Founder / Her Wardrobe
There’s no denying it, fashion is a magnetic industry to be part of. The brands, the shoes, bloggers, muses and, spoken a little less about, the #girlbosses that sell, or in Alex Osmond’s case, lease the brands.
As we near the middle of the school year, most girls in Year 12 will be thinking ahead, to exams and even more so, to their school formal. The dreams of lust-worthy, designer gowns start to emerge and so too does the looming price tag. If this is the case then listening up girl, because today’s #careerstory is for you.
At the age of 25, Alex Osmond combined her love of business and fashion into a stylish collaboration and started Her Wardrobe – a dress hire business for women with a wardrobe full of clothes but nothing to wear. A true renegade of the time, Alex’s business grew rapidly and still continues to flourish today, with only the biggest brands on her books.
Today’s #careerstory takes us back to Alex’s school life at Mentone Girls Grammar in Melbourne, a school that
“She would go back to in a heartbeat”.
We also discuss why Alex gave up an acceptance to Melbourne University in favour of a fashion design course, but the real gold in today’s interview come from Alex’s candid nature and honestly as she opens up about her current role as founder of Her Wardrobe.
Nothing will inspire you more, at this very moment then this fashionista’s career trajectory. She is only warming up, trust us.
Let’s dive in…
Hi there Alex, can you tell us where you grew up and how your experience shaped the person you are and the career that you are in today?
I grew up in Aspendale (a beachside suburb in Melbourne) with my Mum, Dad and two sisters. Until I moved out a few years ago, I had lived in the same house my entire life. My parents ran a piano moving business for 25 years, often-working 6 or 7-day weeks. I remember spending countless school holidays building cubby houses out of piano boxes with my younger sister at the back of their warehouse. At the time, we would have done anything to be somewhere else. We used to whine, “not the stinking warehouse!” anytime Dad told us we had to go with them to work. Of course, now I can look back and see that witnessing my Mum and Dad’s determination and incredible work ethic day in, day out for 20 odd years undoubtedly gave me the foundation I needed to embark on my own business journey in 2012.
Where did you go to High School and how was that experience for you?
I went to Mentone Girls’ Grammar School in Melbourne. I absolutely loved my high school experience. Anyone who knows me well will have heard me confess that I would go back and do it all again in a heartbeat! I thrived in the academic environment and I had the best bunch of friends a girl could ask for. We got to hang out with each other every day for six years, with the only real burden hanging over our heads – that final ENTER (It’s now an ATAR) score.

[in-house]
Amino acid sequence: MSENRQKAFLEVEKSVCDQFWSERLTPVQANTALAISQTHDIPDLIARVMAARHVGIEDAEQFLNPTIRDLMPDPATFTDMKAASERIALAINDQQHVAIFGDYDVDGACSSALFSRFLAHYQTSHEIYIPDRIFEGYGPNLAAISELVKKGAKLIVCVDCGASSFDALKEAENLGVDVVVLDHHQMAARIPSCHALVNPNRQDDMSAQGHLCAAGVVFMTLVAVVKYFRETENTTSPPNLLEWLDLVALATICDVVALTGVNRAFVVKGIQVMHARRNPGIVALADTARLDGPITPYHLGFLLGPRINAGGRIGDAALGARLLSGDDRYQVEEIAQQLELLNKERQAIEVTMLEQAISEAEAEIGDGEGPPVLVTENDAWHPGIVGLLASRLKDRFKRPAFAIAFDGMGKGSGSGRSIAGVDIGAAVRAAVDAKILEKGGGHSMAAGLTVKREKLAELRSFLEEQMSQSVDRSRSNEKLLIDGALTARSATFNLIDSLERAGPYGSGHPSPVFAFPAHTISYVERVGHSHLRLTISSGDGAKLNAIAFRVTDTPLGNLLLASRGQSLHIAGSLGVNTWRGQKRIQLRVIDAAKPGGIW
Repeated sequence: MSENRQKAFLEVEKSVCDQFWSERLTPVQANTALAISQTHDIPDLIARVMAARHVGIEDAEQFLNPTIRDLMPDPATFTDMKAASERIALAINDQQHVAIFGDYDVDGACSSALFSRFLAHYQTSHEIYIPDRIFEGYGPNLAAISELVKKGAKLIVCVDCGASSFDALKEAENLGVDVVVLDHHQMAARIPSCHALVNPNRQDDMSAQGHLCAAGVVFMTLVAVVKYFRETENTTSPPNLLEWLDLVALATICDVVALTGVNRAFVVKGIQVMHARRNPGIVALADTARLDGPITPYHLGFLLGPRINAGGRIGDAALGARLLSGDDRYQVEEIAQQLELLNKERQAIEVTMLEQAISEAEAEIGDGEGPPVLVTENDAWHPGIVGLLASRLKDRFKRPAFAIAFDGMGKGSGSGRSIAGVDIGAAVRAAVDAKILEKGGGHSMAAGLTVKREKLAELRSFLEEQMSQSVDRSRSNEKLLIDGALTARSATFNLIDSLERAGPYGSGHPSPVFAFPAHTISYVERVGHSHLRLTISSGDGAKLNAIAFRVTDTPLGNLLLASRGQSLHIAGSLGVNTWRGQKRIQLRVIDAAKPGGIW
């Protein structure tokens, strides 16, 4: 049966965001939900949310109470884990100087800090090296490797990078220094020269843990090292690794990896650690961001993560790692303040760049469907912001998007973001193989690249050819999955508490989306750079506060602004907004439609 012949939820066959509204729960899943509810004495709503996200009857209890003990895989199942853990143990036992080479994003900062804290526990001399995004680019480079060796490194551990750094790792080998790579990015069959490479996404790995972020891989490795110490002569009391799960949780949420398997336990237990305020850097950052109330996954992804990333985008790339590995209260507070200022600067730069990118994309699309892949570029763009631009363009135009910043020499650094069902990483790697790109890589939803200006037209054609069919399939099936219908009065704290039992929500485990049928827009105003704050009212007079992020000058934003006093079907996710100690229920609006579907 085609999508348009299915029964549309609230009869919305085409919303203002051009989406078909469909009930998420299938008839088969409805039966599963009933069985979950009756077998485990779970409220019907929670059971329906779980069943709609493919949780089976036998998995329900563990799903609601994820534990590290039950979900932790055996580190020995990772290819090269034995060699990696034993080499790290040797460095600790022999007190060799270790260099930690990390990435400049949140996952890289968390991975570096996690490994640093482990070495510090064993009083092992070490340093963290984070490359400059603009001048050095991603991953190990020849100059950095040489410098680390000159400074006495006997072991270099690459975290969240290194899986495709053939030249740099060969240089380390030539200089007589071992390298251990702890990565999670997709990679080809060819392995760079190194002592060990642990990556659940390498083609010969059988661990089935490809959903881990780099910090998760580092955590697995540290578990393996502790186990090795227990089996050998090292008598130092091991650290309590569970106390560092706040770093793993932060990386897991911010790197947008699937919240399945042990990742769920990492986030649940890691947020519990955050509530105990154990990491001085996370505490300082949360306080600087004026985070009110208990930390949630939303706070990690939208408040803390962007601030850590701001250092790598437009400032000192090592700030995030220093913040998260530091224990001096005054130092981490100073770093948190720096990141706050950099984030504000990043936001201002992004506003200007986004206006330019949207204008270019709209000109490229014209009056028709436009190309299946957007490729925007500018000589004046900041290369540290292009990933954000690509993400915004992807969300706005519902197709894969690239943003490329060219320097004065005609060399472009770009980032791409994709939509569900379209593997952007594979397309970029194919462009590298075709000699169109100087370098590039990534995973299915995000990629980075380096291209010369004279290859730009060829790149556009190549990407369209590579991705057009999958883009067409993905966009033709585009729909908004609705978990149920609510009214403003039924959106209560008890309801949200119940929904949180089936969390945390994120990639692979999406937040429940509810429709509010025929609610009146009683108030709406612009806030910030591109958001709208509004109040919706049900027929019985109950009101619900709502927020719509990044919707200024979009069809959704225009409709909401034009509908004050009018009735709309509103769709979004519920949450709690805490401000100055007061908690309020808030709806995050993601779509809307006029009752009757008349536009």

Of course, hindsight is a wonderful thing, and like any student, I struggled with the pressures and challenges that high school brings, but when I look back, the fun, often hilarious, exciting and joyous experiences far outweighed those that were hard-hitting.
That’s awesome that you loved your high school, it sounds like a great place. Did Mentone play an important role in helping you choose your further education and future career?
Yes and no. Throughout secondary school I had greatly enjoyed the structure around study – I excelled in an academic environment and by the time my final years at school rolled around my teachers were encouraging me to pursue the traditional next step of a university degree.
However, one afternoon as I strolled around an exhibition showcasing all the courses offered by universities across Melbourne, I found myself stopped in front of a stall for the Melbourne School of Fashion reading through a flyer for a Certificate IV in Fashion Business. I had always really loved fashion, and my girlfriends would regularly raid my wardrobe anytime we had a special event, but without any real opportunity available to pursue it in the school environment I had never really considered a career in this field.
This flyer was the first opportunity I had ever come across to put my academic strengths to use in a world that I really loved. And just like that, I passed on an Arts Degree at Melbourne University and I enrolled in fashion school.
Did you go to College, University, Tafe or another equivalent? Take us through the courses that you studied and why you chose them?